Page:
The MTCC is working toward a flagging system in class registration that would highlight classes that use affordable learning materials. Willett says the committee hopes this can be implemented by fall 2021.
“It will allow students to zero right in on courses with affordable learning materials and enroll in them,” Willett said. “It would make finding these classes very easy.”
Sriraman says the committee is primarily focused on lowering the costs of learning materials for core curriculum classes first, as they believe it would be the best way to begin implementing the initiative.
Matthew Gonzales, a public administration major and student representative on the MTCC, is calling for the student body to support the committee's initiatives, saying if there is a lack of student representation, the goals of the MTCC will be much more difficult to accomplish.
“The most valuable thing coming out of this initiative is honestly an academic community that has a goal of more open education with not only professors' research, but the desire to build a curriculum that fits everyone, students included,” Gonzales said.
Carmen Gonzales, a senior psychology major, has experienced paying a large amount for a general course.
"The most I've spent on textbooks was about $120-$150, and it was for one of the first classes I ever took in college," Gonzales said. "It was definitely jarring, especially because most of that was spent paying for the homework materials, which I feel should have been included in the cost of the course."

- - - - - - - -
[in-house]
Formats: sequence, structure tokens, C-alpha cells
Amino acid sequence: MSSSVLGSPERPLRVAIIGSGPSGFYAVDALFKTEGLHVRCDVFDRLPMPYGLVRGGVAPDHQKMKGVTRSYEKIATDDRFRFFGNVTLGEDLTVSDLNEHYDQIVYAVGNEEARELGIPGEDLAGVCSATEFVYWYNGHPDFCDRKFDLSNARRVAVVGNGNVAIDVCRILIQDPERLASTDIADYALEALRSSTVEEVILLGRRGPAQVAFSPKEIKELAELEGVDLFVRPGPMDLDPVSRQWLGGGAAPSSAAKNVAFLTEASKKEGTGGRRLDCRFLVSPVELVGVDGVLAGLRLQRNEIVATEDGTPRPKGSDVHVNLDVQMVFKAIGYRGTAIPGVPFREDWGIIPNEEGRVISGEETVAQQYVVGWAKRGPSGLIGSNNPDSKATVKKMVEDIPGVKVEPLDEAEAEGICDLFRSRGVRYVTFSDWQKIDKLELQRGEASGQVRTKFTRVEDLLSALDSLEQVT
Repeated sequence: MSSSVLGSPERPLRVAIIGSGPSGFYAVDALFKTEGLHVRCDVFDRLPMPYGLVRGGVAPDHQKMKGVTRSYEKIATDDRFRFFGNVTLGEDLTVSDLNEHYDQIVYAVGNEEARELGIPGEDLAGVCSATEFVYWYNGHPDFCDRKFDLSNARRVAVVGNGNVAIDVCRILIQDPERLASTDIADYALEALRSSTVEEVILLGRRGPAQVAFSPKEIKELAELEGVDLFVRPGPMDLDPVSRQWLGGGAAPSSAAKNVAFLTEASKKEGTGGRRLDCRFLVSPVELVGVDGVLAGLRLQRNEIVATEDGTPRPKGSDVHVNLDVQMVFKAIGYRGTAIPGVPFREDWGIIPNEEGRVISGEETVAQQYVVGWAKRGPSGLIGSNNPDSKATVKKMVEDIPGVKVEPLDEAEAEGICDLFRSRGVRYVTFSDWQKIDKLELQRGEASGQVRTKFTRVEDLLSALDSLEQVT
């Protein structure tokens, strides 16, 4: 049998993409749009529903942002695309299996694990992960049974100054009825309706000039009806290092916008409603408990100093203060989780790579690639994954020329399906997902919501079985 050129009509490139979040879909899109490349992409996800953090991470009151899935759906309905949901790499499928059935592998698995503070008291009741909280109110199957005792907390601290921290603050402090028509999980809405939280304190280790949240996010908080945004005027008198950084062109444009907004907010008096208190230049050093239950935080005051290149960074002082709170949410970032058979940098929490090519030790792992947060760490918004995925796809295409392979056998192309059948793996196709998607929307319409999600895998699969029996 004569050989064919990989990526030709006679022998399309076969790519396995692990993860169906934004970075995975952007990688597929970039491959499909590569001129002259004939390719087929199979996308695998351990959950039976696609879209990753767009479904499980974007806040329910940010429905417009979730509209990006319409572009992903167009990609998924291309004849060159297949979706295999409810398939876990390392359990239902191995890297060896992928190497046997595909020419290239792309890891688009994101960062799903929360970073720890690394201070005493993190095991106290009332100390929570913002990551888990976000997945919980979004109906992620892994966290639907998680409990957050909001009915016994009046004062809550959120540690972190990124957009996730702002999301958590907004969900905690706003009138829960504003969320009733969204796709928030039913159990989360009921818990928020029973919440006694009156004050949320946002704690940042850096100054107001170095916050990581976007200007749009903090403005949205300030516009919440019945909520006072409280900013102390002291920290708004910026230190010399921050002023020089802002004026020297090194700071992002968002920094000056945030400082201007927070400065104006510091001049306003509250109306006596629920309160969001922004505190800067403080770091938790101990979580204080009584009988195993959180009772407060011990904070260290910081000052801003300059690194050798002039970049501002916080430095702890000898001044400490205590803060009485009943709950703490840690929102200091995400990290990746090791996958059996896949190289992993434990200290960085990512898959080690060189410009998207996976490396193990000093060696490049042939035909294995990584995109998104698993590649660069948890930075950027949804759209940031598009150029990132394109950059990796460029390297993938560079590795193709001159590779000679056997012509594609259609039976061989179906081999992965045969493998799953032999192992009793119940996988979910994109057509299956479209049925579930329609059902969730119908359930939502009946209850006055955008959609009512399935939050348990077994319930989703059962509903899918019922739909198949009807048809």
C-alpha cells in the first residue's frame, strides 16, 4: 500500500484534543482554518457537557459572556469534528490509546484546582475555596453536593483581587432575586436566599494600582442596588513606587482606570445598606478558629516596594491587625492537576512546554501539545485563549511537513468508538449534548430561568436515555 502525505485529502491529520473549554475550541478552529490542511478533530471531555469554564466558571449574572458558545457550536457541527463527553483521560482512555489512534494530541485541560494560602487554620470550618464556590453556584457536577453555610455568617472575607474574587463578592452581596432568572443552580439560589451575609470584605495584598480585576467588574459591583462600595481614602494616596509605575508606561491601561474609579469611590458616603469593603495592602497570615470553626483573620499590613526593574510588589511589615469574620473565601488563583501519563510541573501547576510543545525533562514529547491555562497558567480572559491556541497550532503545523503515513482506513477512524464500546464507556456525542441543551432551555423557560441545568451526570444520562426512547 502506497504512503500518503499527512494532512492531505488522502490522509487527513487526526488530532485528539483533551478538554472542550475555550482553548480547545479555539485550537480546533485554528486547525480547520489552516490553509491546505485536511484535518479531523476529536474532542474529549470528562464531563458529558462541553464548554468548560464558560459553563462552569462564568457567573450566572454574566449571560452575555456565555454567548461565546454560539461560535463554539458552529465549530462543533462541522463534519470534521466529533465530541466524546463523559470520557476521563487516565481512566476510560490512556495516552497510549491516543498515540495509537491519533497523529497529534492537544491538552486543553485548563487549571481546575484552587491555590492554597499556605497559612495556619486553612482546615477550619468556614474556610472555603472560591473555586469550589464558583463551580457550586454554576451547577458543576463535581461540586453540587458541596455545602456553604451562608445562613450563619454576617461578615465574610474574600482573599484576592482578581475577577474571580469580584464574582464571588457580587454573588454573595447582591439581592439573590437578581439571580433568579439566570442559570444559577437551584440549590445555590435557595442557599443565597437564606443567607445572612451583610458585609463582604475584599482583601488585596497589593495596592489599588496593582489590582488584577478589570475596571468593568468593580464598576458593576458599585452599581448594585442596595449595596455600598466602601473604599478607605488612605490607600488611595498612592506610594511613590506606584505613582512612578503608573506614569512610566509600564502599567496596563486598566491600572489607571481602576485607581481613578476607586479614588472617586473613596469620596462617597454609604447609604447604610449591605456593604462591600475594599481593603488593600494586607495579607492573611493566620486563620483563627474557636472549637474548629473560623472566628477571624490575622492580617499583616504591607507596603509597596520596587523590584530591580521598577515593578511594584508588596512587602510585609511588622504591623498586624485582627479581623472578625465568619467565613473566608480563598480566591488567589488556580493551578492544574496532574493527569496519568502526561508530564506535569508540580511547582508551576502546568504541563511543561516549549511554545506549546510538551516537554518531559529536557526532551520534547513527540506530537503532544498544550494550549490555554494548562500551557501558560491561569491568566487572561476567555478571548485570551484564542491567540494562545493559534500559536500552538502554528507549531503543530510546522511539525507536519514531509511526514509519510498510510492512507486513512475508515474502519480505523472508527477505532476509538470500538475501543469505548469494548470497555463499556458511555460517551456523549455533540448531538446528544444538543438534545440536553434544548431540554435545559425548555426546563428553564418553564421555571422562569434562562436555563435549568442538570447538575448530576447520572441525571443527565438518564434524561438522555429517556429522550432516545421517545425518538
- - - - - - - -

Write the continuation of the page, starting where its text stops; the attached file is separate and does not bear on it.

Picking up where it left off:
Gonzales says she thinks the MTCC could do a lot of good for students with financial troubles and for those who are adjusting to the college experience.
"I'm happy people are advocating for cheaper course materials," Gonzales said. "Especially for those who are really struggling, it could really help ease the financial burden and stress of college for them."
Ana Gaona, a junior and communication disorders major, shares a similar sentiment and believes expensive course materials should not be something students should have to worry about.
"Last year I spent about $150 for one of my courses, and I felt it was ridiculous that I was spending so much for just one course when I still had to buy materials for four more," Gaona said. "I'm glad there's finally going to be an initiative to lower costs of materials. It's been a problem for a long time, and it only seems to be getting worse, so it's time to do something about it."
Although there have been steps toward providing affordable learning materials and making the Texas State community aware of the issue at hand, Willett says the MTCC has some time before meeting its goals. She says the MTCC is the first of its kind at Texas State and the first significant push toward addressing the prices of learning materials.
“This is a pretty long-term project,” Willett said. “We’re still at the very beginning stages of this. Although faculty have been working on it for a long time, the work of this particular committee is just getting off the ground.”